But as noted earlier, even with a non-conductive mast, the coax feedline is still part of the radiating antenna system because j-poles are poorly decoupled antennas. Now, if you add a set of horizontal radials to the system, 1/2-WL below the antenna feedpoint, that can provide reasonable decoupling and improve antenna performance -- this is exactly what Cushcraft discovered decades ago when they improved the "Ringo Ranger" to create a "Ringo Ranger-II" model that adds radials. The "Ringo" actually is a j-pole but instead of being formed like a "J," using a 1/4-WL of parallel line to match the antenna, they wrapped the matching network around the base of the antenna to create a tapped transformer which does the same thing but is adjustable and takes up less space. That's why the CC Ringo has been a popular antenna since the early 1970s.

    The Ringo is also made of thinwall aluminum alloy tubing, which is very strong but much lighter than copper so while providing exactly the same electrical performance as a common copper j-pole, it's about 1/4 the weight so it's easier to install and keep installed.:)

    The j-pole is a very old design that has been much improved by such techniques. Although it's 3/4-WL long, it's only a 1/2-WL radiator: The matching section occupies 1/4-WL in height without adding any gain or anything.
     
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  5. KX4O

    KX4O Ham Member QRZ Page

  6. KI5CXX

    KI5CXX Ham Member QRZ Page

    I had previously read the articles you posted which added to my questions about mast grounding affecting performance. I have already constructed a 2 meter vertical dipole, and have not mounted it on a mast yet, but it seems to perform well with my yaesu handheld. I most likely will build a jpole and play with it, and buy a commercial antenna and mount on a mast where I can properly ground for safety and peace of mind.
     
  7. W6KCS

    W6KCS Ham Member QRZ Page

    I've wondered why someone would prefer one of these over a simple ground plane with drooping radials. Is it because the angle of radiation is a little lower?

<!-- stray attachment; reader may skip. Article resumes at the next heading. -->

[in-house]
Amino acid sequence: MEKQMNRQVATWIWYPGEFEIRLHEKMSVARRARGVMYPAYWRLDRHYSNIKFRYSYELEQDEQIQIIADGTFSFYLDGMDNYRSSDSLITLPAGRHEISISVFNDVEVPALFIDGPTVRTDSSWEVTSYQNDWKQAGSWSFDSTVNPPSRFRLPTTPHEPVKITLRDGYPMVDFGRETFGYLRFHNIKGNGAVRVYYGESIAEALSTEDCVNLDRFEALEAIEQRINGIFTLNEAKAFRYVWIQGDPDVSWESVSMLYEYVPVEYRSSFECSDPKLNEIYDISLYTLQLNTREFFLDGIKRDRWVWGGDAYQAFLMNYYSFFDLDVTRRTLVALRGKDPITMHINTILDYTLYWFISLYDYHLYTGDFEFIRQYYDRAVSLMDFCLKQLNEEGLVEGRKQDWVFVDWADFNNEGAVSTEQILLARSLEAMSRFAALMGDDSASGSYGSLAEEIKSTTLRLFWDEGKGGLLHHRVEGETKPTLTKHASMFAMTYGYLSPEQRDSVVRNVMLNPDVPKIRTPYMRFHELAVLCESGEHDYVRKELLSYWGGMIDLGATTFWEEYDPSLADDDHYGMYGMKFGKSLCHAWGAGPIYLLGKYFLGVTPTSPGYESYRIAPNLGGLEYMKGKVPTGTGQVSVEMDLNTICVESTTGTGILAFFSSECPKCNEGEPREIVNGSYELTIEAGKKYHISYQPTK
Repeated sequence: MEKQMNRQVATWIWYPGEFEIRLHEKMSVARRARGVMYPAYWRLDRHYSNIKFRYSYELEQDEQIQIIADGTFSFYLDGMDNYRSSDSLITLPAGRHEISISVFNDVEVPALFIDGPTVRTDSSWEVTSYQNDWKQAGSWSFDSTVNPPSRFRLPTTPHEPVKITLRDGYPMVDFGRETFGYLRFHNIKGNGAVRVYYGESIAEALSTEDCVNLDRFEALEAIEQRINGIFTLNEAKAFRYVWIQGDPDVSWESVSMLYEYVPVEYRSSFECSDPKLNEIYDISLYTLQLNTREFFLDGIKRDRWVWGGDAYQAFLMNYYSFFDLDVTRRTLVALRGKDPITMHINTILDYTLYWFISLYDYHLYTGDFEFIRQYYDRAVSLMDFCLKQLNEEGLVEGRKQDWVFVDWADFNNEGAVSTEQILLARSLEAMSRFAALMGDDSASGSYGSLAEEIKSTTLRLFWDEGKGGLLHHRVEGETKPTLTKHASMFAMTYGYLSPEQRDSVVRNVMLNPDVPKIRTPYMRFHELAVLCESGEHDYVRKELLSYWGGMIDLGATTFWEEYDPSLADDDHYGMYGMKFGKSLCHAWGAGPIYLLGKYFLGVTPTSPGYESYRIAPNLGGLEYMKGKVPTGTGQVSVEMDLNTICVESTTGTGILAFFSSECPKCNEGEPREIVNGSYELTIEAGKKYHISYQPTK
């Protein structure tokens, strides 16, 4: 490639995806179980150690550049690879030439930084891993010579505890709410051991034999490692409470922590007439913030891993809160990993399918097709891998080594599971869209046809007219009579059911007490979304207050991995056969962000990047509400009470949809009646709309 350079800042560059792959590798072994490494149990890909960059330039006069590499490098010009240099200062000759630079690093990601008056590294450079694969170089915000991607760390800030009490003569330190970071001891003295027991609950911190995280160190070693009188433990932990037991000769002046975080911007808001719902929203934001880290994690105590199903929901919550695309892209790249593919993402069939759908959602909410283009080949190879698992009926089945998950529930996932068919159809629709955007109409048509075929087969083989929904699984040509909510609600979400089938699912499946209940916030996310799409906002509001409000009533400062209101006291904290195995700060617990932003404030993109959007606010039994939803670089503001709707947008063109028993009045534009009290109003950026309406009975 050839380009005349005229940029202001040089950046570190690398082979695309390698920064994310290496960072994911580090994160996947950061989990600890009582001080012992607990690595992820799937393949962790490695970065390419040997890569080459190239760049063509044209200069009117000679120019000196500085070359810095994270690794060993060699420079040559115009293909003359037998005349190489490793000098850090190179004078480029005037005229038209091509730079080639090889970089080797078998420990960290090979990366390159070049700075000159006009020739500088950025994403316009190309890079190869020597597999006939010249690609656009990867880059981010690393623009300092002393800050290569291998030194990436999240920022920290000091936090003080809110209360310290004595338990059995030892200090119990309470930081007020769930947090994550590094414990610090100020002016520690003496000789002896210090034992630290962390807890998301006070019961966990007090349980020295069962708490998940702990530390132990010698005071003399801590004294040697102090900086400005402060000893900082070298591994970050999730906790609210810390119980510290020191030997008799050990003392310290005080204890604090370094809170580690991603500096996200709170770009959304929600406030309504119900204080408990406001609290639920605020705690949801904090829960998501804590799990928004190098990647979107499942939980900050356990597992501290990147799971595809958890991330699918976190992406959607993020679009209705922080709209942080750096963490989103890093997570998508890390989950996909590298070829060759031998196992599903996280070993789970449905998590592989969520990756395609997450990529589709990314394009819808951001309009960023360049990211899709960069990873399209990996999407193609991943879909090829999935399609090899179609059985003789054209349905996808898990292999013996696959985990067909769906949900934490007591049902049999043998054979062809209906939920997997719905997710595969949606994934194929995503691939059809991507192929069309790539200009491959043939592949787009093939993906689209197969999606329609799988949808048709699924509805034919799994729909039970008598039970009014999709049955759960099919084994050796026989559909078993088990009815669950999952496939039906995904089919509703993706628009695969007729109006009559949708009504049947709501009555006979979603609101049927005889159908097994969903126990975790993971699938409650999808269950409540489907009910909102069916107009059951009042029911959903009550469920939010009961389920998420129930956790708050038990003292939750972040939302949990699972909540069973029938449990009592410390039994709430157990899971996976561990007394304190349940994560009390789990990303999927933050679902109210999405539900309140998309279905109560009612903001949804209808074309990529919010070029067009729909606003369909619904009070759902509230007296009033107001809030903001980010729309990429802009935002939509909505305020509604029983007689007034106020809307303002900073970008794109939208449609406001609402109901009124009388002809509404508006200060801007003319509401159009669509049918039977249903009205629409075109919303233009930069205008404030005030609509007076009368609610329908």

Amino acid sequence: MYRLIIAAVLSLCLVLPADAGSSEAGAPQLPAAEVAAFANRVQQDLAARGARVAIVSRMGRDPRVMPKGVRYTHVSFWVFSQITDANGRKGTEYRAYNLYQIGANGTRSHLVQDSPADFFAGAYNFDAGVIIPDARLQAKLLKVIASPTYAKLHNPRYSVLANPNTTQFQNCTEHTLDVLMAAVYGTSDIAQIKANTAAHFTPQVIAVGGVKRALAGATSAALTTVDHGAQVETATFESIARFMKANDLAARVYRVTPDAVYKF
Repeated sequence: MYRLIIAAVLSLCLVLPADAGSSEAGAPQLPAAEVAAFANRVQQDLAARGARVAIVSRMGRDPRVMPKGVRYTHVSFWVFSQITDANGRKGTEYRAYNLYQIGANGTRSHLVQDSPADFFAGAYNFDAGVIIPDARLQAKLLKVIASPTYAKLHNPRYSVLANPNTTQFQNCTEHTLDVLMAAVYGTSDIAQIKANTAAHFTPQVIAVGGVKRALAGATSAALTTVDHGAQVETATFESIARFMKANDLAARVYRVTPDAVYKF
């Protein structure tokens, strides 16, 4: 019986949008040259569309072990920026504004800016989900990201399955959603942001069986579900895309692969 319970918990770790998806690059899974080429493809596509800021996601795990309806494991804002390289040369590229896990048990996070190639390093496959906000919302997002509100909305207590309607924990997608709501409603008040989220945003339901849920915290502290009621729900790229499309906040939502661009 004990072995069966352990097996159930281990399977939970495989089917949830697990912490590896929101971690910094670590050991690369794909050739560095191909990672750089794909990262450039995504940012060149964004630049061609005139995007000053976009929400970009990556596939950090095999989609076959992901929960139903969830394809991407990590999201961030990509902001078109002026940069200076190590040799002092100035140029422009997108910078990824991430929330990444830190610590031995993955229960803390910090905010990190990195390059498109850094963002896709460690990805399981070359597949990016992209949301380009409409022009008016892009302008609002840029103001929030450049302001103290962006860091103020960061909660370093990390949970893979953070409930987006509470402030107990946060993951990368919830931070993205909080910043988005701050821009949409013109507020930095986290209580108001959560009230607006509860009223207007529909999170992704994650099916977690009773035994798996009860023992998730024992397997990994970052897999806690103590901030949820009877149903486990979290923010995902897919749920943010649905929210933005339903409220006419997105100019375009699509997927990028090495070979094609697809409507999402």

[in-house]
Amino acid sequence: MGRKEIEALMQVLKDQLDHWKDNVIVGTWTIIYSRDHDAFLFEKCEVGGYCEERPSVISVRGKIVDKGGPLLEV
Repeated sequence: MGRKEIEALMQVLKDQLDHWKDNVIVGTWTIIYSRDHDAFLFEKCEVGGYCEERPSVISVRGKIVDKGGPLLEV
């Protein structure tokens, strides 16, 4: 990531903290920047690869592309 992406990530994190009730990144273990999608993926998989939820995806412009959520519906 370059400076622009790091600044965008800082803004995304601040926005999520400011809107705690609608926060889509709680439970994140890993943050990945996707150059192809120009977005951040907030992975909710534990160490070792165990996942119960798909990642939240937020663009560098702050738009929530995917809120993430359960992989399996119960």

NH7RO and K2XT like this.
  8. KX4O

    KX4O Ham Member QRZ Page

    Angle of radiation of the two appear to be more similar than different... a wash IMO. The J wins on DC to ground robustness and a more slim profile (although when fed with external feedline they are quite sad in appearance). The GP handles the feedline more elegantly although there is nothing stopping someone putting the feedline inside the J if made with pipe. To be honest though, there is just something cool about an antenna of one continuous piece of conductor, easily made with copper pipe, that operates as an antenna merely by proper shape. To understand the J is to understand a lot about antennas.

    All that said, the Diamond CP22e sits on my roof and is my go to antenna for volunteer work in the woods requiring 2m. If I need a relatively modest antenna that is also its own lightning rod (with mast decoupling stub of course), the J will get the nod. Aren't antennas a marvelous thing? Viva la choice!
     
    W6KCS likes this.
  9. WB2WIK

    WB2WIK Premium Subscriber QRZ Page

    Not really...most commercial/military ground planes are completely DC grounded by using a folded unipole radiator like this:
    [​IMG]
     
    NH7RO, WA7PRC and KX4O like this.
  10. KX4O

    KX4O Ham Member QRZ Page

    Ah yes of course... I did forget about this design. Thanks!